Acquired hypogammaglobulinemia has been described for the first time as a cause of repeated infections of various types in children. The cases here described differed from classic congenital agammaglobulinemia in certain respects: (1) 5 of 17 patients were female; (2) all responded to antigenic stimulation; (3) all had normal isohemagglutinins; and (4) all improved dramatically with small doses (2.0 to 4.0 cc. every four weeks) of gamma globulin in a concentration of 165 mg. of gamma globulin per cubic centimeter of solution. Cessation of therapy after one to two years was followed by the maintenance of normal gamma globulin levels and continued clinical improvement in all but one patient. Sixteen of 17 patients had a strong personal or family history of allergy, and this association had not been previously described. Since many severely allergic children have normal gamma globulin levels, the exact significance of these findings is still a matter for speculation.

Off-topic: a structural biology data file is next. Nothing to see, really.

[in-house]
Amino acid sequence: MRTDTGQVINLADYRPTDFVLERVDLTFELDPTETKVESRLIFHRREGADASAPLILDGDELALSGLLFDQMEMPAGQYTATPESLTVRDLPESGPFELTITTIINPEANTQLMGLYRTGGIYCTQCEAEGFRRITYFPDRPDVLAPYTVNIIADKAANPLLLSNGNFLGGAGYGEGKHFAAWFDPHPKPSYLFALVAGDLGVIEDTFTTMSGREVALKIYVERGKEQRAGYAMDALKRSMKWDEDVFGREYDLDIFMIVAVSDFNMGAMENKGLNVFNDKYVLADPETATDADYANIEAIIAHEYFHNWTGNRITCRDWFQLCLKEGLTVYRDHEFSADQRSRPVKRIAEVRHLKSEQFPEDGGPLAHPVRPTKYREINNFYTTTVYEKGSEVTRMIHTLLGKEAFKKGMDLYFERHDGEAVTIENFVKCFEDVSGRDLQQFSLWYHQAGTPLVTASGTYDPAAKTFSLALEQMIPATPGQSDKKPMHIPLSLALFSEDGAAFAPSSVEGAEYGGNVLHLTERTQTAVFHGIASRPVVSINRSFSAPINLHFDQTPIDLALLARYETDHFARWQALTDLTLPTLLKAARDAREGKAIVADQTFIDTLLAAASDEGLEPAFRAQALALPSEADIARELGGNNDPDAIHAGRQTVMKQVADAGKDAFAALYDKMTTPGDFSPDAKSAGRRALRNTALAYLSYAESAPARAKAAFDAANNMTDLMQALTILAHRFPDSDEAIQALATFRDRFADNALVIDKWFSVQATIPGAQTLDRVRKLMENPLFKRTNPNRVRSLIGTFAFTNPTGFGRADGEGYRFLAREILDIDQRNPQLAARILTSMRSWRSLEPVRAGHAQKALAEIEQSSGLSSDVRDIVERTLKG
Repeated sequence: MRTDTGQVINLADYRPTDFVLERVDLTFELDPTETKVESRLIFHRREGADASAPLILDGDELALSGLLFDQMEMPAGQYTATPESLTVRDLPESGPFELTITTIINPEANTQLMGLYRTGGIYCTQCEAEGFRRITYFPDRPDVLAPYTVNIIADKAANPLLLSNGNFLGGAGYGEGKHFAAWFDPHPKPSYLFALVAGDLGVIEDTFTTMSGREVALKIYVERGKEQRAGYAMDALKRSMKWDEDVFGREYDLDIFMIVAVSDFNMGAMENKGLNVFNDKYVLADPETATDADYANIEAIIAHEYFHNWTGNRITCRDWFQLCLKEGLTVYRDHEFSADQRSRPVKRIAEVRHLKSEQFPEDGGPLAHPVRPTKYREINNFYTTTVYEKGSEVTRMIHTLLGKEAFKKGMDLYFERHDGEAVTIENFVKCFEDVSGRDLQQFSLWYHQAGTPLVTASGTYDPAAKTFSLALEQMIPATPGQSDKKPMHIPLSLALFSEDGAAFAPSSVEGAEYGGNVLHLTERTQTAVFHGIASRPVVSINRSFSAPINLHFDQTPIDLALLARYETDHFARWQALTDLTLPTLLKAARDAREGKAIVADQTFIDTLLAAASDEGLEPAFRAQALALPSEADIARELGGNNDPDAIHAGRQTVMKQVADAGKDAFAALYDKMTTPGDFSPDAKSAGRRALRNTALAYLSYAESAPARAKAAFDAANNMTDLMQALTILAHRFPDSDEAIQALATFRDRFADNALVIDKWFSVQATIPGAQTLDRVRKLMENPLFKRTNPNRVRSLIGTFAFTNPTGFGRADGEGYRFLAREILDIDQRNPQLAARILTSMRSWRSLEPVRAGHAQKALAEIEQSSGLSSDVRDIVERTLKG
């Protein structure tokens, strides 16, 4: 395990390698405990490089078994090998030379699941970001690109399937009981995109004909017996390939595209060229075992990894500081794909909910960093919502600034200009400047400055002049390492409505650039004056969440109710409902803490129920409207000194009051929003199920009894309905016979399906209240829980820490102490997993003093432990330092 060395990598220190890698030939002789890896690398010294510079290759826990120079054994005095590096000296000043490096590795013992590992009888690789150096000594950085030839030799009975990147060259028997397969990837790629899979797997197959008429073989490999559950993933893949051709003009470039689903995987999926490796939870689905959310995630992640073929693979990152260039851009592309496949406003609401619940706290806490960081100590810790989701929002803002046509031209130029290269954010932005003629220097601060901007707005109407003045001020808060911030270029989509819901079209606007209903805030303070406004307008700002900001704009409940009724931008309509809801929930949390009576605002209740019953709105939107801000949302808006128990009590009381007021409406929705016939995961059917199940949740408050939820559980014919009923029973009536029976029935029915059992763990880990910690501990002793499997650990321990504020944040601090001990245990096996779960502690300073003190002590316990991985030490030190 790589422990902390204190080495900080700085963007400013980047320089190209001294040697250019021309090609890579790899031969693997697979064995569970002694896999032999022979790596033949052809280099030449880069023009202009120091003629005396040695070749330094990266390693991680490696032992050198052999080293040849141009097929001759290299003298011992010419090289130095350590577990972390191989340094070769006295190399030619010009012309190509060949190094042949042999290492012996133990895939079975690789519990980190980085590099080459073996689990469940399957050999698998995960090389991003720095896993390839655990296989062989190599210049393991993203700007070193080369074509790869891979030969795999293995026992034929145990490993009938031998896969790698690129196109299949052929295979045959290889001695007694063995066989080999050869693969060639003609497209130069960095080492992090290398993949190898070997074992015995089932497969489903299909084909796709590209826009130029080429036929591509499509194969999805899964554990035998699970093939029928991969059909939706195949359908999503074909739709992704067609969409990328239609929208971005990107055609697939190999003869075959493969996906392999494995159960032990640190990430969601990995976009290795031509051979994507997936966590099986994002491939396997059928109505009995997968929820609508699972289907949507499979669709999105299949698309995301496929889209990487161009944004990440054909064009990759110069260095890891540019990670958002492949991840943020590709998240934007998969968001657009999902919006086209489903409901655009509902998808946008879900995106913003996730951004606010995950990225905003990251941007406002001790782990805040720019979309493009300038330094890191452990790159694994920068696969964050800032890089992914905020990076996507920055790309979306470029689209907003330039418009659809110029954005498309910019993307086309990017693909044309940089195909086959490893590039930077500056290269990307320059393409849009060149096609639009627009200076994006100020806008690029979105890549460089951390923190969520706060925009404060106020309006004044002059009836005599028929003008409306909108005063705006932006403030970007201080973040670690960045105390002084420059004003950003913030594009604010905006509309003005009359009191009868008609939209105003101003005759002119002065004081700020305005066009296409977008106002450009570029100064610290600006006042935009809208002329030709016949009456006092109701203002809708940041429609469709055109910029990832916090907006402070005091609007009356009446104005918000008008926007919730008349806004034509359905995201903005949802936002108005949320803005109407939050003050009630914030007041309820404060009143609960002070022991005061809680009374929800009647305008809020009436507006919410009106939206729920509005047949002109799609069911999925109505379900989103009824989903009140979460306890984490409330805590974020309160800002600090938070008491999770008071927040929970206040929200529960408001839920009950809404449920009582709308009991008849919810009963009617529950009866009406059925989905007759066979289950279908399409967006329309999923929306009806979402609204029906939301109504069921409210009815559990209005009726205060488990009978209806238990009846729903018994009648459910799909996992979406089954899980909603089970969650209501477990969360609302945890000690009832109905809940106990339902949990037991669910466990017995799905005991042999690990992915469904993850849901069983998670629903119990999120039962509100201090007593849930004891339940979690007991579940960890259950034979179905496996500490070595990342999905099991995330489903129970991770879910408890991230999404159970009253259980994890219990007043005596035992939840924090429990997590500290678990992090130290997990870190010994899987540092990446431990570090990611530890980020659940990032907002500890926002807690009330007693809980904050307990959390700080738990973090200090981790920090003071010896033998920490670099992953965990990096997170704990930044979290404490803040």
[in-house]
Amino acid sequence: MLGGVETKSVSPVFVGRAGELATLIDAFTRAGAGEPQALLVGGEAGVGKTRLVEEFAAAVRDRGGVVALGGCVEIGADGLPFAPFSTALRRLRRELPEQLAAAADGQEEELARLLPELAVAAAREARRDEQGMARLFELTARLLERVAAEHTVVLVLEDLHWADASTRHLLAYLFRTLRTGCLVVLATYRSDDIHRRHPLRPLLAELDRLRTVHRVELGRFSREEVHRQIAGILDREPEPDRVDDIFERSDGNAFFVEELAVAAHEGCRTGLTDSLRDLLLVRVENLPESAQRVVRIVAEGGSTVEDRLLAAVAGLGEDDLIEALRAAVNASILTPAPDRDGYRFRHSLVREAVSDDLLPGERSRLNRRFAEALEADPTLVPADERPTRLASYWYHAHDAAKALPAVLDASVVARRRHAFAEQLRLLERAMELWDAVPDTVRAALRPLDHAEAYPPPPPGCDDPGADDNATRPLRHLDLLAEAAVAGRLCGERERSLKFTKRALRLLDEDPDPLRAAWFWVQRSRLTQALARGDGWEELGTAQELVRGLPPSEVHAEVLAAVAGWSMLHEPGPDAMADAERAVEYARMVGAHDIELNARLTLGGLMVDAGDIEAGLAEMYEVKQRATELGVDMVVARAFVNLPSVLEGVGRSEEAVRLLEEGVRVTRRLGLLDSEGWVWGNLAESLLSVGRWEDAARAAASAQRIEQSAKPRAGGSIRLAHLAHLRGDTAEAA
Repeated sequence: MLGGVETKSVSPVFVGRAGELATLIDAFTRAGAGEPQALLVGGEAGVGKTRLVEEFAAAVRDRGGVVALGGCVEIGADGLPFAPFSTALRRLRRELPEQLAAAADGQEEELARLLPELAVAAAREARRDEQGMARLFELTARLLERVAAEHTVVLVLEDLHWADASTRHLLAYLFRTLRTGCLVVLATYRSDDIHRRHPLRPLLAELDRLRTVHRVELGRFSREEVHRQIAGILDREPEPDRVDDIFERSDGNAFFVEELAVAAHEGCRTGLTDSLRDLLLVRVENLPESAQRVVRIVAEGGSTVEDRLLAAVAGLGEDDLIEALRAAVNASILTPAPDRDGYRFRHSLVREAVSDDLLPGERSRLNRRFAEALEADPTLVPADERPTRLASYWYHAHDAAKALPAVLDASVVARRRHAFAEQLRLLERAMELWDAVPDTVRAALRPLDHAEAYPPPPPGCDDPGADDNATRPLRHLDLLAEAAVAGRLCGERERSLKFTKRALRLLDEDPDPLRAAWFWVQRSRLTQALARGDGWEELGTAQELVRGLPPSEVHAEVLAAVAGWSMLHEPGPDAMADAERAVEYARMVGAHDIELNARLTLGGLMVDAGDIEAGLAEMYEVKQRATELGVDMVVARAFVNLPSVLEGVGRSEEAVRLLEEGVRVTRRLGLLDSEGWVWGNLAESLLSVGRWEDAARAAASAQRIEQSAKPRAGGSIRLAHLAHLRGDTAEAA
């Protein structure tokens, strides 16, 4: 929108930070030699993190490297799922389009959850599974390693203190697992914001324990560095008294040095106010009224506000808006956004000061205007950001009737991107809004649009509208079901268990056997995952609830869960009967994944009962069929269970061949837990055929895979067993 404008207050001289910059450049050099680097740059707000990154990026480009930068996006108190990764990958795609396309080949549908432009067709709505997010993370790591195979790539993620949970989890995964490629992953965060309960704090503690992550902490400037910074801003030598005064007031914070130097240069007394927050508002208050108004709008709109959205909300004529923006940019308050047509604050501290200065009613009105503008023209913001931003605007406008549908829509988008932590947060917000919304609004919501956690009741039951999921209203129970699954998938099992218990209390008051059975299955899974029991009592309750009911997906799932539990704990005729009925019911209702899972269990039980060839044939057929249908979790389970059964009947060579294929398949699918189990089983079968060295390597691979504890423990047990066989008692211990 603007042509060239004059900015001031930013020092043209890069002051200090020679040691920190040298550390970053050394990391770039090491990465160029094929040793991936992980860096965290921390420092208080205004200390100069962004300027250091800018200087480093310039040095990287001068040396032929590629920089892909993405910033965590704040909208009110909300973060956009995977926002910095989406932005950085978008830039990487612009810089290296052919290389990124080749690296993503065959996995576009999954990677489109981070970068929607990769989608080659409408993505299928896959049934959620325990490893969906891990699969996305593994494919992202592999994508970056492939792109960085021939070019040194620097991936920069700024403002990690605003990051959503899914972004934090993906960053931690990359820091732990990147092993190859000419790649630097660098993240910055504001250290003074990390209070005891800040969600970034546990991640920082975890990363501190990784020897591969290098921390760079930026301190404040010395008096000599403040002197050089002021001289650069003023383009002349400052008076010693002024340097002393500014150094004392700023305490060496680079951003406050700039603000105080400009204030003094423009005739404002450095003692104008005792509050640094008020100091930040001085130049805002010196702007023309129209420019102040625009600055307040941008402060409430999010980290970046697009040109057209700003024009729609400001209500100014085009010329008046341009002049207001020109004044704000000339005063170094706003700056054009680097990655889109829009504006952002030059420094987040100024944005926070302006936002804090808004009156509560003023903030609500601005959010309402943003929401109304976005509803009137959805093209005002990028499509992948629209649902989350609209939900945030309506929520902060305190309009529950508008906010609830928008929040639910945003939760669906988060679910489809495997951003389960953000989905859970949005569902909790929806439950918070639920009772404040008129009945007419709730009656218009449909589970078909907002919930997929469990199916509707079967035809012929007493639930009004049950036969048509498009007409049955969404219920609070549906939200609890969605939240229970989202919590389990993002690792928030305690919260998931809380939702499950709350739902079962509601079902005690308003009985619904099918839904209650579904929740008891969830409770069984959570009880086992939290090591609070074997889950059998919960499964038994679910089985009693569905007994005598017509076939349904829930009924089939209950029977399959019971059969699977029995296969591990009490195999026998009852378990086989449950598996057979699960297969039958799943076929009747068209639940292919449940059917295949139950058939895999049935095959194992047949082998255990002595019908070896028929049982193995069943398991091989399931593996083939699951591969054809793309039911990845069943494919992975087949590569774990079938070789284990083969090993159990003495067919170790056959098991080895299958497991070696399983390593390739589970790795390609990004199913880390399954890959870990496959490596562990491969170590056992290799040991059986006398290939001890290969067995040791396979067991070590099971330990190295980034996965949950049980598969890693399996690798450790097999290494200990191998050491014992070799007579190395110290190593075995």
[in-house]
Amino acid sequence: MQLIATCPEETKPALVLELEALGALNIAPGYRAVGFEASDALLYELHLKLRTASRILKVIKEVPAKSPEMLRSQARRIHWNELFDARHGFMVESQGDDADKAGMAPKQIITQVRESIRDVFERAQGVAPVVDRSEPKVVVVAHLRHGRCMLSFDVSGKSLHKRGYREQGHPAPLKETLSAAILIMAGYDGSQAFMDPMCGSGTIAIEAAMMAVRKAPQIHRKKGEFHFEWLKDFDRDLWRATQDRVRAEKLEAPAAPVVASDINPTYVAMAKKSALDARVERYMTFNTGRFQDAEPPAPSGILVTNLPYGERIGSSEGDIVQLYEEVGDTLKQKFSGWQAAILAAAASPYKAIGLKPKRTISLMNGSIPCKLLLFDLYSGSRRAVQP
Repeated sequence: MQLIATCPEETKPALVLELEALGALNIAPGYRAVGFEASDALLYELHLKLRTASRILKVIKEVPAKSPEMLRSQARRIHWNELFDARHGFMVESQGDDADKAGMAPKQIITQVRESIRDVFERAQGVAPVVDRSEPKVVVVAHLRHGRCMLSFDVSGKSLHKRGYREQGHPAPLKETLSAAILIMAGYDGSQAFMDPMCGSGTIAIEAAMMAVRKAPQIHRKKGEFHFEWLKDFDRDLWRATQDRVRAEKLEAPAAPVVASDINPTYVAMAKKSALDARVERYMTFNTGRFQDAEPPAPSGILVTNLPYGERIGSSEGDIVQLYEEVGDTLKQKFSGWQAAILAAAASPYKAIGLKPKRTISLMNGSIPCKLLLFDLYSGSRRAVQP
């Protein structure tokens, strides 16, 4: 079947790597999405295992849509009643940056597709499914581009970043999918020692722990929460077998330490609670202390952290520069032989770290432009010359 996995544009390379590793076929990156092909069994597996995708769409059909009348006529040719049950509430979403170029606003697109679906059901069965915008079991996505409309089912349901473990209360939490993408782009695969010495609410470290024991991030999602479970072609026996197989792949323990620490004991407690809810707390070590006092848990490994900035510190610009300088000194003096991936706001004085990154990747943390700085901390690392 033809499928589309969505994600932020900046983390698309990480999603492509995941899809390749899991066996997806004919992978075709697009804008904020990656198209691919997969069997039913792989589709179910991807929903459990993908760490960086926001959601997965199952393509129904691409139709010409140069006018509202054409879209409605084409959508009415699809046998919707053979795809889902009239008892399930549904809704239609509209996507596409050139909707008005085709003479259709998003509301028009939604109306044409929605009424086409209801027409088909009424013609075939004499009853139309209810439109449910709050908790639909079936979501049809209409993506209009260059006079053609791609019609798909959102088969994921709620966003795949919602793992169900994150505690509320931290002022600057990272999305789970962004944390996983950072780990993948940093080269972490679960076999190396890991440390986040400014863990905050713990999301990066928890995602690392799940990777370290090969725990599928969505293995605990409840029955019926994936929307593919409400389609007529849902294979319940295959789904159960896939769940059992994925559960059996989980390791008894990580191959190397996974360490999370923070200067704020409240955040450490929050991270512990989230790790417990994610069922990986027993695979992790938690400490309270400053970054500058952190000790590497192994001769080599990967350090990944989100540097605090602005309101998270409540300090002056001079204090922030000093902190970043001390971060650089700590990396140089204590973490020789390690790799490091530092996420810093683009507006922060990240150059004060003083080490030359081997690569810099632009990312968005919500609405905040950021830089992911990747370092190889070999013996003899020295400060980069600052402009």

Benjamin D. Gordon, Samuel Spencer. HypogammaglobulinemiaCommon Variant in Children Responsive to Therapy. JAMA. 1960;174(3):269–272. doi:10.1001/jama.1960.03030030049009
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